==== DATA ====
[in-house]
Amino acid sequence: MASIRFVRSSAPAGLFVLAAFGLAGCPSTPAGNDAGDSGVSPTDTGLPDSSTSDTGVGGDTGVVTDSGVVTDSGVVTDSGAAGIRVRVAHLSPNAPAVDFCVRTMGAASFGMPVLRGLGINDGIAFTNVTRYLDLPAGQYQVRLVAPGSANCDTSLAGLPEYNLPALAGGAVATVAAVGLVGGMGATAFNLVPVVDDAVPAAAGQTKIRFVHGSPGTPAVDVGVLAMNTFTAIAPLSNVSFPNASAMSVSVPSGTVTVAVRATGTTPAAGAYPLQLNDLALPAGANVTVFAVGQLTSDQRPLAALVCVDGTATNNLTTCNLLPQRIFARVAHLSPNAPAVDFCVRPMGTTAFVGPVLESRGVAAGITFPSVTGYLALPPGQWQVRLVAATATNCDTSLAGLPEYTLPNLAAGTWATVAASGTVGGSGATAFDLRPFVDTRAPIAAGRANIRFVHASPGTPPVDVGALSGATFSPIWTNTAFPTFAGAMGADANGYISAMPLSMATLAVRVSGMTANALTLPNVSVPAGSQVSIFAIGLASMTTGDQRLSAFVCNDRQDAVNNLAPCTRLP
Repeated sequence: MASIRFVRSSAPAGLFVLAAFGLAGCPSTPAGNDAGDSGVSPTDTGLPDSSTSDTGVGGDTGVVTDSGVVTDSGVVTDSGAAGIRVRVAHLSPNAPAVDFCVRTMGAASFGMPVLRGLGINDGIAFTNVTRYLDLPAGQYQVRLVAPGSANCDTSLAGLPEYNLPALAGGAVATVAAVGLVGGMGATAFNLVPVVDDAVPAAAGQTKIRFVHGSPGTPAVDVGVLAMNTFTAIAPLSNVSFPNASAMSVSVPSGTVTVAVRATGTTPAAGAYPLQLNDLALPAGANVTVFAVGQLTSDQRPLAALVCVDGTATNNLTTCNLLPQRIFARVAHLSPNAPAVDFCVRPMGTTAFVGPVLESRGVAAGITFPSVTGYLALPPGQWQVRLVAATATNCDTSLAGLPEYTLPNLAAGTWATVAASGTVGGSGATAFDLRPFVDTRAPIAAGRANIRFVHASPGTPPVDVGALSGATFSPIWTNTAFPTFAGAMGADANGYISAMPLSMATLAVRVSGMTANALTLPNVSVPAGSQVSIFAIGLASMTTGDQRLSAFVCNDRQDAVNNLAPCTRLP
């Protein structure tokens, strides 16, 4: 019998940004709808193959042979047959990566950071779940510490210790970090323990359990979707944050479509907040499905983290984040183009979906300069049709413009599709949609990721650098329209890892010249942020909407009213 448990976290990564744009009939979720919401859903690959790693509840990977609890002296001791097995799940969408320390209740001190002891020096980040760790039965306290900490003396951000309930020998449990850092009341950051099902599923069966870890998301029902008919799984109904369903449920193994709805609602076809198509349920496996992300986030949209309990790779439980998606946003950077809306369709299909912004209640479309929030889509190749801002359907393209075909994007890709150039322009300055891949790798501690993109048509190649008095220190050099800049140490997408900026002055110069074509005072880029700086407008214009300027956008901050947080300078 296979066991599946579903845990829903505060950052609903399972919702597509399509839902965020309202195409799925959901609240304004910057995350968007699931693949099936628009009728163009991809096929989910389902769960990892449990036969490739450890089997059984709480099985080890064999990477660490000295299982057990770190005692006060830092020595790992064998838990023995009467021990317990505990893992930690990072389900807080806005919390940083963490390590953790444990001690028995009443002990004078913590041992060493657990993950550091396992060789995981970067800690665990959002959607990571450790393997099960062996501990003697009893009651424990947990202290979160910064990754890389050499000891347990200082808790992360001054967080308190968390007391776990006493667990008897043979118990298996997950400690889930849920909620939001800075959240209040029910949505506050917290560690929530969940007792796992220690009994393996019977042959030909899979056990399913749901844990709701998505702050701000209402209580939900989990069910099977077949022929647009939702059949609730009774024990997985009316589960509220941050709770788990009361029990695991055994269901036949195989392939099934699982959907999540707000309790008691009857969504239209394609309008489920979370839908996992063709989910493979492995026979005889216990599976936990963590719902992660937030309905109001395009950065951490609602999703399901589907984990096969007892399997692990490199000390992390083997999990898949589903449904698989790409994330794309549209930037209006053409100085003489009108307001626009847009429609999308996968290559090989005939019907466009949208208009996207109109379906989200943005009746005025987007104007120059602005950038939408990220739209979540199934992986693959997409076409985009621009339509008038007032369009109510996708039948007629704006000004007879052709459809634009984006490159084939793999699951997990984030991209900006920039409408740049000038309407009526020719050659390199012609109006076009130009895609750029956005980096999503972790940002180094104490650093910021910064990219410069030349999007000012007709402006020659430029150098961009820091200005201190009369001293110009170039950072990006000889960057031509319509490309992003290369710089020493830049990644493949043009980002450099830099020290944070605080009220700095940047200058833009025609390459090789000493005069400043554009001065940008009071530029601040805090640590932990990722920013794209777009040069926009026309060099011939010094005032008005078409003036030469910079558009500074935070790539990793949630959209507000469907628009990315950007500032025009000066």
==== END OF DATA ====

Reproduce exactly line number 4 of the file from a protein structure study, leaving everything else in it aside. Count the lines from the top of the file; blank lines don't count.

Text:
């Protein structure tokens, strides 16, 4: 019998940004709808193959042979047959990566950071779940510490210790970090323990359990979707944050479509907040499905983290984040183009979906300069049709413009599709949609990721650098329209890892010249942020909407009213 448990976290990564744009009939979720919401859903690959790693509840990977609890002296001791097995799940969408320390209740001190002891020096980040760790039965306290900490003396951000309930020998449990850092009341950051099902599923069966870890998301029902008919799984109904369903449920193994709805609602076809198509349920496996992300986030949209309990790779439980998606946003950077809306369709299909912004209640479309929030889509190749801002359907393209075909994007890709150039322009300055891949790798501690993109048509190649008095220190050099800049140490997408900026002055110069074509005072880029700086407008214009300027956008901050947080300078 296979066991599946579903845990829903505060950052609903399972919702597509399509839902965020309202195409799925959901609240304004910057995350968007699931693949099936628009009728163009991809096929989910389902769960990892449990036969490739450890089997059984709480099985080890064999990477660490000295299982057990770190005692006060830092020595790992064998838990023995009467021990317990505990893992930690990072389900807080806005919390940083963490390590953790444990001690028995009443002990004078913590041992060493657990993950550091396992060789995981970067800690665990959002959607990571450790393997099960062996501990003697009893009651424990947990202290979160910064990754890389050499000891347990200082808790992360001054967080308190968390007391776990006493667990008897043979118990298996997950400690889930849920909620939001800075959240209040029910949505506050917290560690929530969940007792796992220690009994393996019977042959030909899979056990399913749901844990709701998505702050701000209402209580939900989990069910099977077949022929647009939702059949609730009774024990997985009316589960509220941050709770788990009361029990695991055994269901036949195989392939099934699982959907999540707000309790008691009857969504239209394609309008489920979370839908996992063709989910493979492995026979005889216990599976936990963590719902992660937030309905109001395009950065951490609602999703399901589907984990096969007892399997692990490199000390992390083997999990898949589903449904698989790409994330794309549209930037209006053409100085003489009108307001626009847009429609999308996968290559090989005939019907466009949208208009996207109109379906989200943005009746005025987007104007120059602005950038939408990220739209979540199934992986693959997409076409985009621009339509008038007032369009109510996708039948007629704006000004007879052709459809634009984006490159084939793999699951997990984030991209900006920039409408740049000038309407009526020719050659390199012609109006076009130009895609750029956005980096999503972790940002180094104490650093910021910064990219410069030349999007000012007709402006020659430029150098961009820091200005201190009369001293110009170039950072990006000889960057031509319509490309992003290369710089020493830049990644493949043009980002450099830099020290944070605080009220700095940047200058833009025609390459090789000493005069400043554009001065940008009071530029601040805090640590932990990722920013794209777009040069926009026309060099011939010094005032008005078409003036030469910079558009500074935070790539990793949630959209507000469907628009990315950007500032025009000066």